A healthy diet could protect beneficial gut bacteria from being destroyed by antibiotics, study finds
- Antibiotics have been proven to change amounts and types of bacteria in the gut
- One type of beneficial bacteria multiplied in mice guts after treatment with amoxicillin, which is mostly used to treat ear infections
- When the mice were fed glucose, it increased the healthy bacteria’s sensitivity to the antibiotic
What you eat could protect your gut bacteria from being destroyed by antibiotics, a new study suggests.
Research has shown that taking antibiotics – especially too many – can change the amounts and types of bacteria within the intestines.
But, in a study conducted on mice, researchers found that a healthy diet helped beneficial bacteria thrive and mitigated changes made by antibiotics.
The team, from Brown University in Providence, Rhode Island, says the findings could lead to doctors potentially prescribing a diet – along with antibiotics – to patients so that they receive maximum benefits from treatment.
A new study from Brown University in Providence, Rhode Island, found that adding glucose to a diet helped a certain type of beneficial bacteria flourish in the gut after it was treated with antibiotics (file image)
‘Doctors now know that each antibiotic prescription has the potential to lead to some very harmful microbiome-related health outcomes,’ said co-author Dr Peter Belenky, an assistant professor of molecular microbiology and immunology at Brown University.
‘But they do not have reliable tools to protect this critical community while also treating deadly infections.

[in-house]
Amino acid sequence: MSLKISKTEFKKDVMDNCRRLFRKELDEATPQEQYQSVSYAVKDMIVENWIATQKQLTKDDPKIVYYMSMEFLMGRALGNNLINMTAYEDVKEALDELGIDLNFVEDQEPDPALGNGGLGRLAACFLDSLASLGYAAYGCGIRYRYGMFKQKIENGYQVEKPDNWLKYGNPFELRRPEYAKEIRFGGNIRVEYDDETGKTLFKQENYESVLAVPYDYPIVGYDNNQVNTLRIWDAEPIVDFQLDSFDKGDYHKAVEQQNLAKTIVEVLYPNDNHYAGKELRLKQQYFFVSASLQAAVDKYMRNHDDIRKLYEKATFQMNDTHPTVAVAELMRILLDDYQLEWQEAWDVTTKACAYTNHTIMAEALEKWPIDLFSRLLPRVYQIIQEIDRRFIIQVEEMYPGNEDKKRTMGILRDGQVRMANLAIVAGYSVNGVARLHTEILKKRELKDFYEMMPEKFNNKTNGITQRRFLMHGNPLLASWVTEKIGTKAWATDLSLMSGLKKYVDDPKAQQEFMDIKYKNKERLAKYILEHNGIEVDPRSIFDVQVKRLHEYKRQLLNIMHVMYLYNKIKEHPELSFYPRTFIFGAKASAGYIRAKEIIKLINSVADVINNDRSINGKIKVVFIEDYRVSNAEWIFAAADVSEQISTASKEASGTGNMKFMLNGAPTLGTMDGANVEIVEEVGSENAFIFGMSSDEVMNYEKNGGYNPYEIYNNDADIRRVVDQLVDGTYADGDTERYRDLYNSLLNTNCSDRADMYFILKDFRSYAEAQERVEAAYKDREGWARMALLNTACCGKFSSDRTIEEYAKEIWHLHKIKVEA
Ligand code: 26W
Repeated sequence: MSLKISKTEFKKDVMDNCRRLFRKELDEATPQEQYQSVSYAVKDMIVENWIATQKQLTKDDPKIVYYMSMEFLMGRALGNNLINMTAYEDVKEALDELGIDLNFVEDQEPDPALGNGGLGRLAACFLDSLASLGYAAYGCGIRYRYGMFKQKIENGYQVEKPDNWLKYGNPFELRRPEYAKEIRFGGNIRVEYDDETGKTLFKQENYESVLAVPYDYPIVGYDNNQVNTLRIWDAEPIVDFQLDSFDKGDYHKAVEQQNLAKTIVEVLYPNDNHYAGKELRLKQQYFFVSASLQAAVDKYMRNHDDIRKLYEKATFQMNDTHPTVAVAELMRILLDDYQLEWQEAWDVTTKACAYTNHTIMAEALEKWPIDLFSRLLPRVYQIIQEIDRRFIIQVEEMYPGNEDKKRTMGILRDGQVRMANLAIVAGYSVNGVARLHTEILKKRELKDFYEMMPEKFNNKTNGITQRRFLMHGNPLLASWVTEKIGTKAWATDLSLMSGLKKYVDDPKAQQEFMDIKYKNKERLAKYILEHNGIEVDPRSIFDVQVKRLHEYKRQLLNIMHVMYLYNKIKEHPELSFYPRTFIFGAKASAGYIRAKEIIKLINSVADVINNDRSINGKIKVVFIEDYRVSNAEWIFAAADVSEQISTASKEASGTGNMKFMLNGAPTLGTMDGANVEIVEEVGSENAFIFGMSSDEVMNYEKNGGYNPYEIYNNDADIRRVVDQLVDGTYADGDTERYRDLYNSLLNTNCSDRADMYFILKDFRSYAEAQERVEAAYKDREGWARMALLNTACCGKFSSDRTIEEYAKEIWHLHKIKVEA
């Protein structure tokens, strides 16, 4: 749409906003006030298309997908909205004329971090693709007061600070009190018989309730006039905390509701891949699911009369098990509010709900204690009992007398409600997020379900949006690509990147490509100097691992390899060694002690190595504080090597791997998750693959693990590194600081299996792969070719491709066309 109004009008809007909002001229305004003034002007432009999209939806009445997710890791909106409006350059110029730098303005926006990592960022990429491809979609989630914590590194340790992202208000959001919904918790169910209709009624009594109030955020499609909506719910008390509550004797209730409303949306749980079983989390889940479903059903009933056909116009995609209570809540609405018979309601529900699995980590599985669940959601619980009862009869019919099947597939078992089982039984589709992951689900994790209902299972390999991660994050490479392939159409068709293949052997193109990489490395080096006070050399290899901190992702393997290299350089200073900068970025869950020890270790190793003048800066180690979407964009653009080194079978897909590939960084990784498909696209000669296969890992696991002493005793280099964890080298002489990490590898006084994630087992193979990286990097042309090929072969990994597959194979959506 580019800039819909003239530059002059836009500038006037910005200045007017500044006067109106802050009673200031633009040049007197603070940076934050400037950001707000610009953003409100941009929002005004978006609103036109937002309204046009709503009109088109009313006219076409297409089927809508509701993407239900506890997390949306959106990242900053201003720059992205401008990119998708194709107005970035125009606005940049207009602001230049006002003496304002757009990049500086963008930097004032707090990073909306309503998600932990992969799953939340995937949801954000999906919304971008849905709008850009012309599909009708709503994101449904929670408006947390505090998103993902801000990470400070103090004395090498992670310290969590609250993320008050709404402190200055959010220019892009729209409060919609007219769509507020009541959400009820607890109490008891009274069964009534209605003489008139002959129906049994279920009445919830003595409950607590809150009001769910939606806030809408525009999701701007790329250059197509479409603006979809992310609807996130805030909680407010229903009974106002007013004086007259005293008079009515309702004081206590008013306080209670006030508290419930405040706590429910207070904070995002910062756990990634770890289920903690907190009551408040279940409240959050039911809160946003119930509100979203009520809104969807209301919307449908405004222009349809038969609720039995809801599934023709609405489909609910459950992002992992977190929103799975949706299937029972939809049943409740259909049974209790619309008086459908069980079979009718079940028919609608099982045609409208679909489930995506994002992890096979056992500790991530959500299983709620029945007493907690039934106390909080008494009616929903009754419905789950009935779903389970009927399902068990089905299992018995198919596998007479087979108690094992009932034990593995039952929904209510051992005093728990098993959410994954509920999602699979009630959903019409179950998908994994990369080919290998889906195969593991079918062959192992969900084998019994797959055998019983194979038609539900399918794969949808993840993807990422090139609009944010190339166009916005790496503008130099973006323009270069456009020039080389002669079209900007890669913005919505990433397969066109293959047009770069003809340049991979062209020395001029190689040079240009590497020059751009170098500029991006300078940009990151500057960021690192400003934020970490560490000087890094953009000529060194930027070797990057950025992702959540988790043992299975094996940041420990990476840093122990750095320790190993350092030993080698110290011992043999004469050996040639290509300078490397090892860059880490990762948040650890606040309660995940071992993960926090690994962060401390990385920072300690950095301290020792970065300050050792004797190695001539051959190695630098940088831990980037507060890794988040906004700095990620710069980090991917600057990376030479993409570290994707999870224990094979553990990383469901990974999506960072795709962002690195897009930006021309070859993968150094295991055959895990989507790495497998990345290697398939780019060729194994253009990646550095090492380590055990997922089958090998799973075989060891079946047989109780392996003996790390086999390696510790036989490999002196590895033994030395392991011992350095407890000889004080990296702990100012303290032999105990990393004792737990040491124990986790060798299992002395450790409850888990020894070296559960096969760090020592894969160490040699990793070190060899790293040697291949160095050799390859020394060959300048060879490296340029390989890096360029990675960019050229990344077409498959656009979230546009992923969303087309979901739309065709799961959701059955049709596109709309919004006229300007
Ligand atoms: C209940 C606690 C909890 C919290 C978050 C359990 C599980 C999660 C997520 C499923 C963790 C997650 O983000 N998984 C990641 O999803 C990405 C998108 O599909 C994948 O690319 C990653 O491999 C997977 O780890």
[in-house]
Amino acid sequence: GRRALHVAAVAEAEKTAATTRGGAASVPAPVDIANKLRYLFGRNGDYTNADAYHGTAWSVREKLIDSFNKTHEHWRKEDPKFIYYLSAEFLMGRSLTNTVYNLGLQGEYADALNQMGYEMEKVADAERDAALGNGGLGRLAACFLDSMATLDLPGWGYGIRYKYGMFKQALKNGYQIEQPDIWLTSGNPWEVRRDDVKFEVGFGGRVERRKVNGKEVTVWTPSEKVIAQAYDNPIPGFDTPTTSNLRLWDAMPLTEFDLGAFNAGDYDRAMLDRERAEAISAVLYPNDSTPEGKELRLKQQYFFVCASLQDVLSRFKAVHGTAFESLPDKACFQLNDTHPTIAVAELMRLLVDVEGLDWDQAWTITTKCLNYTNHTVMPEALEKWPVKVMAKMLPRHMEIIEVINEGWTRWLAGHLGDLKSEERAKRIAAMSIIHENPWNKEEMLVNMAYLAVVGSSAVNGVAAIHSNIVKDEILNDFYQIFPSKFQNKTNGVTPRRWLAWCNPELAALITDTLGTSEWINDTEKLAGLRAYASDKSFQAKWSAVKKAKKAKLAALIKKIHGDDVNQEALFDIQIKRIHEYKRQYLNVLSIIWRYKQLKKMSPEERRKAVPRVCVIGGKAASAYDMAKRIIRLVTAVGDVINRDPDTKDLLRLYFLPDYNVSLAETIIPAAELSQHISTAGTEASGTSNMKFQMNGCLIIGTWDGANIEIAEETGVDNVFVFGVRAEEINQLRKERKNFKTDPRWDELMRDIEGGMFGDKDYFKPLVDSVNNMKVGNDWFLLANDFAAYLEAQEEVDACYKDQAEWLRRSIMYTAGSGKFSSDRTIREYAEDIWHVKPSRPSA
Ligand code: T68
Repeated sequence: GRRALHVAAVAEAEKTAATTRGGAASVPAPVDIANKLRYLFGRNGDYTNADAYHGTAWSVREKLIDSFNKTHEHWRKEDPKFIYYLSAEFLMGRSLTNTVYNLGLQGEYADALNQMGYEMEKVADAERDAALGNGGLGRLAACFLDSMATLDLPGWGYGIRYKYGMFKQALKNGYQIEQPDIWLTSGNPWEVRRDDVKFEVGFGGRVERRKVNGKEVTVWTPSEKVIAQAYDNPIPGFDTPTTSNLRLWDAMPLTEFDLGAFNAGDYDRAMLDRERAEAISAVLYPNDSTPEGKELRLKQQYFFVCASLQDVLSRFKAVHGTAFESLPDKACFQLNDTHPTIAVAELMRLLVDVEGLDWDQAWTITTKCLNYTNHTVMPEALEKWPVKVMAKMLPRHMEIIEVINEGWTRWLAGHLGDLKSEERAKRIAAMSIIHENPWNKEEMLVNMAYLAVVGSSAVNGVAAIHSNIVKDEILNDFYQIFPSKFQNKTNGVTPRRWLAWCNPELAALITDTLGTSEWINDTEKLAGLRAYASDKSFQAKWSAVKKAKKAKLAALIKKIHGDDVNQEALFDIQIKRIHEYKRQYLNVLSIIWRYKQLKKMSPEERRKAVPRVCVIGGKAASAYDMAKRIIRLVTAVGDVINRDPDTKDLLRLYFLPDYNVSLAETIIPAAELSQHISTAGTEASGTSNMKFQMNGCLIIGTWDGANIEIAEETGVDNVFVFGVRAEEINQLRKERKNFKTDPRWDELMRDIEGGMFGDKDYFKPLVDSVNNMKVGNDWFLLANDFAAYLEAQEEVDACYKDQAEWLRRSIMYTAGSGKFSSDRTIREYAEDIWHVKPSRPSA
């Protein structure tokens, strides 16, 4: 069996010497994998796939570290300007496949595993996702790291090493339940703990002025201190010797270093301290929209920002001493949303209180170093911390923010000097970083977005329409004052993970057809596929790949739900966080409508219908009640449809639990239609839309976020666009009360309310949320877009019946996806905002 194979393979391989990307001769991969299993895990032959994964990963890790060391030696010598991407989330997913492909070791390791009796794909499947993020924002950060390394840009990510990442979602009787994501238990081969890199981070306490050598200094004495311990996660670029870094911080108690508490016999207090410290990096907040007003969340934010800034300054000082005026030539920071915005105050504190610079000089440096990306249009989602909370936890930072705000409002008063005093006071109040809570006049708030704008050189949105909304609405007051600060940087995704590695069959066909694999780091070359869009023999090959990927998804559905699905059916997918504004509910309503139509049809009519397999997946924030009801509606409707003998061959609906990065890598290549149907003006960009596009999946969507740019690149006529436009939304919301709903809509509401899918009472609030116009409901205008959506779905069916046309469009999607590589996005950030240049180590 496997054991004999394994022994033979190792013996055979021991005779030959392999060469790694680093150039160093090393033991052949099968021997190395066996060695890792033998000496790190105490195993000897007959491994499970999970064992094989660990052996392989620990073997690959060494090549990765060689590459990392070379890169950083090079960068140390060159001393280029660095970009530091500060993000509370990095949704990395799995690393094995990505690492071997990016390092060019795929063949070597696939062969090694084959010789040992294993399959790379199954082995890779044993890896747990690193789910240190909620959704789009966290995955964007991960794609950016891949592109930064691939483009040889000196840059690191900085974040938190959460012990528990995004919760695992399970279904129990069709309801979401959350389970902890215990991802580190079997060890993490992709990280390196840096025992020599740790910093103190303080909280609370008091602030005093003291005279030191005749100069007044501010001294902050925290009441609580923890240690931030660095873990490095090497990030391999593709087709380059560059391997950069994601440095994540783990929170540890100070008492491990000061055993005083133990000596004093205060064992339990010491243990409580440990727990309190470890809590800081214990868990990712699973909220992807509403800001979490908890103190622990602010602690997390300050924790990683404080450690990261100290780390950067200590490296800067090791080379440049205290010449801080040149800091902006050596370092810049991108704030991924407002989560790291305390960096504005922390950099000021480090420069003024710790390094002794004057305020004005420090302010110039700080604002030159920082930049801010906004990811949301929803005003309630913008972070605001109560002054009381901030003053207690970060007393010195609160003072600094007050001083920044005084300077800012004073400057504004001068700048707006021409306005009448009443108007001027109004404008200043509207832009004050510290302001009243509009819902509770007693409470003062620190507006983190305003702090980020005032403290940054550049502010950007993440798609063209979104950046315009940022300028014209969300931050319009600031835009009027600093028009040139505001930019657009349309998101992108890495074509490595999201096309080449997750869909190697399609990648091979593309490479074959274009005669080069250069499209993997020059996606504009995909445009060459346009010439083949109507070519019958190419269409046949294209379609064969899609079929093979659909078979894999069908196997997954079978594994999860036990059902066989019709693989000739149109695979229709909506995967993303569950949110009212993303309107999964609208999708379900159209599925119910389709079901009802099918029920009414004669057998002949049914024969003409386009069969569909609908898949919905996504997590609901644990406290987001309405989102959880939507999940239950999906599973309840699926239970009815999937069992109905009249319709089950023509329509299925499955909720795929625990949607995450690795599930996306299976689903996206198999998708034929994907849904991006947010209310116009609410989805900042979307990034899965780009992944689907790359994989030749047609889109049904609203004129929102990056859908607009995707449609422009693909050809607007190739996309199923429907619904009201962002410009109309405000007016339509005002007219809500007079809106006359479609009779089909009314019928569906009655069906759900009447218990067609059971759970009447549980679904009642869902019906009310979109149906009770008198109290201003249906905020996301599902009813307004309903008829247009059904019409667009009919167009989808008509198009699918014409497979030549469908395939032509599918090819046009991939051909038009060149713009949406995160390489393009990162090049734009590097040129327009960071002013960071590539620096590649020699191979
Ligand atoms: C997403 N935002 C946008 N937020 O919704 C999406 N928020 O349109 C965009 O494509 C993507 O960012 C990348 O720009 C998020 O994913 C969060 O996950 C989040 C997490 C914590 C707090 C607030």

‘The goal of my lab is to identify new ways to protect the microbiome, which may alleviate some of the worst antibiotic side effects.’
For the study, published in Cell Metabolism, the team treated three groups of mice with different antibiotics.
They then monitored how bacteria composition in the mice guts changed after antibiotic treatment.
Out of all the antibiotics tested, amoxicillin – used to treat infections of the ear, nose, and throat – killed several kinds of gut bacteria and even changed the genes of the leftover bacteria.
In humans, this can lead to infections from C diff, a bacterium that causes life-threatening colon inflammation after taking antibiotics that kill off both beneficial and harmful bacteria.
But, one type of beneficial bacteria, Bacteroides thetaiotaomicron, actually multiplied after treatment with amoxicillin.
And, when researchers added glucose – a simple sugar and the primary source of fuel for humans – to the diet of mice, it increased the sensitivity of this bacteria to amoxicillin.
The team says this means that making changes to diet may be able to protect beneficial gut bacteria from being killed by antibiotics.
‘For a long time we’ve known that antibiotics impact the microbiome,’ Dr Belenky said. ‘We have also known that diet impacts the microbiome. This is the first paper that brings those two facts together.’
Dr Belenky says that, although the study in rodents may not directly translate to humans, the findings suggest there is ‘interplay’ between diet, the microbiome and antibiotics.
‘Now that we know diet is important for bacterial susceptibility to antibiotics, we can ask new questions about which nutrients are have an impact and see if we can predict the influence of different diets,’ he said.
For future research, the team plans to examine how fiber might impact gut bacteria after antibiotic treatment, and how diabetes might affect the susceptibility of gut bacteria to antibiotics.